Kevin Maguire joins the foxhunting set

Posted on September 25, 2012

Kevin Maguire – one of Westminster’s most amiable lefties, even if he is a Mackem – never normally misses a chance to take a potshot at the ranks of the Right. Over the years, the Countryside Alliance has been a regular target, with a stream of hunting puns flowing from his pen.

So it was no surprise to see him join the Andrew Mitchell fray yesterday:

But wait a second, that cardboard copper looks rather familiar. Whose stand at the Lib Dem conference could that be?

Ah yes…

Perhaps Kevin’s not such a city boy after all?

The Mirror’s bogus account of UKIP night out

Posted on March 06, 2012

The Mirror was doing its best to discredit UKIP yesterday after a weekend of pretty good publicity (even from the Guardian, which must have shocked a few out of their blazers).

The paper claims:

25 UK Independence Party members were handing out fliers when some apparently went crazy after being asked to leave a quiet boozer.

They allegedly began threatening bar staff and police had to be called.

I’m told, though, that what really happened in Skegness was rather different than the Mirror’s account.

Rather than “handing out fliers” at the Wetherspoon’s pub The Red Lion, the group had ordered drinks and food, sat down and started chatting to staff when they asked permission to put UKIP “save the pub” beermats on the bar. The manager understandably said it wasn’t his call and agreed to call his Area Manager to check.

In the meantime the group’s food was delivered – hardly something a pub would do for customers who were “going crazy” on a “night of shame”.

When the manager returned a few minutes later, he apologised and said he’d not only been told by his superior that the beermats couldn’t be handed out, but that the group couldn’t touch their food, would be given a full refund and would have to leave immediately.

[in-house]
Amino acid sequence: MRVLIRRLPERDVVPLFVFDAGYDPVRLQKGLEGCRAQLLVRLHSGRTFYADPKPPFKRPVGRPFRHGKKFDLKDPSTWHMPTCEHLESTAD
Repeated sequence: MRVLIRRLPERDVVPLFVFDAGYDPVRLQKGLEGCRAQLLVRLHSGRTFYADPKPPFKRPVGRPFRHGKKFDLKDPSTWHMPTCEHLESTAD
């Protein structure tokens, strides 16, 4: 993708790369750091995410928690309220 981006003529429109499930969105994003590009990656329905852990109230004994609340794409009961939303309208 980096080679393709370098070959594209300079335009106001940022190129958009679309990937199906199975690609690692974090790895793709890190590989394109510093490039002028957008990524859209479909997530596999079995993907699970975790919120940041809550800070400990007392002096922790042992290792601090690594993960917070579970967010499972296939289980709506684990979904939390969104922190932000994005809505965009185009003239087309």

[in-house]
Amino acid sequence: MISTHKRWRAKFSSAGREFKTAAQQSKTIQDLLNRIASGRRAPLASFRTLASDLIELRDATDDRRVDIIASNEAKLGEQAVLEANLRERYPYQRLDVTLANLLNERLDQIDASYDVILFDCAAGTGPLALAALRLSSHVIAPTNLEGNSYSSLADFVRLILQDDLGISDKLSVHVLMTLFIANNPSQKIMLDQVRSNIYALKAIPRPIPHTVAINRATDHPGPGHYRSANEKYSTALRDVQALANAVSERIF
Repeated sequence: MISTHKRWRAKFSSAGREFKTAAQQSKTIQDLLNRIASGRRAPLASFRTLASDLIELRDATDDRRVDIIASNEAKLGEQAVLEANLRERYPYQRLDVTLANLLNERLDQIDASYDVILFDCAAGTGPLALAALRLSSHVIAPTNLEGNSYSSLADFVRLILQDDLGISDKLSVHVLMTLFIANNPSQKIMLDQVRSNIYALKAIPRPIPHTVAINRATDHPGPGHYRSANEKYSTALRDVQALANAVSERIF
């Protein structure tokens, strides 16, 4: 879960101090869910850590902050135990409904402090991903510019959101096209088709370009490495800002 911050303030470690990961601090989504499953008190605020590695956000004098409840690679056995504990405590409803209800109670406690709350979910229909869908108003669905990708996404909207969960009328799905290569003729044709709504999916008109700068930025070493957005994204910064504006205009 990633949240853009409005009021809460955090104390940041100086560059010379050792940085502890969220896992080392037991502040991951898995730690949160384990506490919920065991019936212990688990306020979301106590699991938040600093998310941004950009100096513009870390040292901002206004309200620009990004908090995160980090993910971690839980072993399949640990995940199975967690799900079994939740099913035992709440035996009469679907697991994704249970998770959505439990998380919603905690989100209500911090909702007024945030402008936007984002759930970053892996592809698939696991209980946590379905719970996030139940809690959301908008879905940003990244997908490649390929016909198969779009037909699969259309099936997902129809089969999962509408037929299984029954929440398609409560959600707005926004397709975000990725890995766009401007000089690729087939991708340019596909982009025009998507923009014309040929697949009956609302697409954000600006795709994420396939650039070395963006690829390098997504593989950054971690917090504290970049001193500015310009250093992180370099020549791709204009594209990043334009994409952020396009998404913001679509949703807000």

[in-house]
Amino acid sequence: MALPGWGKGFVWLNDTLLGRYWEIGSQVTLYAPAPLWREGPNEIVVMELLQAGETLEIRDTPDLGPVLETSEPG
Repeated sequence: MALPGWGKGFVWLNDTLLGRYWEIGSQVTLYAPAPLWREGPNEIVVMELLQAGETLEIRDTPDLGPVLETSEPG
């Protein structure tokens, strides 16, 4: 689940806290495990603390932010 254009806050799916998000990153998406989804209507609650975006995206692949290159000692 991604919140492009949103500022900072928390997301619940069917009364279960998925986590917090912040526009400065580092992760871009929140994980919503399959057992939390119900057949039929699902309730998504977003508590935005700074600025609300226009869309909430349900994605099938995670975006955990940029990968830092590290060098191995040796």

All this suggests a wrong call by an overzealous manager in a regional office, a far cry from the Mirror’s portrayal of something just short of an EDL riot.

I can’t imagine Wetherspoon’s would stand by such an overreaction against UKIP members, either, for two reasons.

First, the company has a long and honourable history of euroscepticism – see here for a recent article by their Chairman Tim Martin about the “economic folly” of the Euro and the “incredibly stupid” “load of baloney” of the current Fiscal Union proposals. Wetherspoon’s isn’t a UKIP-supporting company, but it has a sensible eurosceptic head on its shoulders (unlike, it would seem, the Skegness Area Manager).

Second, Wetherspoon’s are in touch with their drinkers. They know perfectly well the fact that your average pub-goer is no great fan of the EU, and are therefore unlikely to have some kind of UKIP ban. As evidence, just look at the ale being served at the time of the incident by the Red Lion, the pub in Skegness at the heart of this non-story:

Rather says it all, doesn’t it?

The curse of the Miliband Mix-up, episode 329

Posted on February 13, 2012

This blog has long followed the Great Mili Mix-up, the tendency of even the most accomplished commentators to mix up David and Ed Miliband, almost as if the universe itself is trying to set right the error made when the wrong brother was elected Labour leader. So far it’s struck the BBC website, the Today Programme, the Telegraph, the Mirror and even Google Image Search.

The latest in this longstanding tradition is City AM, who illustrate the findings of today’s Voice of the City poll with the wrong Miliband:

The poll finding illustrated with David’s photo reads “69% Disapprove of Ed Miliband’s performance during the NHS reform debate”.

It’s hardly City AM’s fault that the Opposition Leader is apparently one of Britain’s most forgettable men – or were the picture desk just trying to imply a solution to the problem?


Posh loner who liked poetry but not sport “obviously did it”, say media

Posted on December 31, 2010

Chris Jefferies may have committed the murder of Joanna Yeates – but as one of the fundamental principles of our legal system reminds us, he is innocent until proven guilty. It’s become a tradition in these cases for the media to indulge in heavy handed, nudge-nudge wink-wink implication when reporting the arrest of someone even before any charges have been brought.

Recall the case of the Ipswich Ripper, who murdered five women in 2006. The case is still notorious, but most of us have forgotten about Tom Stephens, the innocent but extremely odd man arrested wrongly for the crime spree. As soon as his name was revealed, numerous outlets started heaping increasingly peculiar implications on him – normally using anonymous comments from neighbours an acquaintances.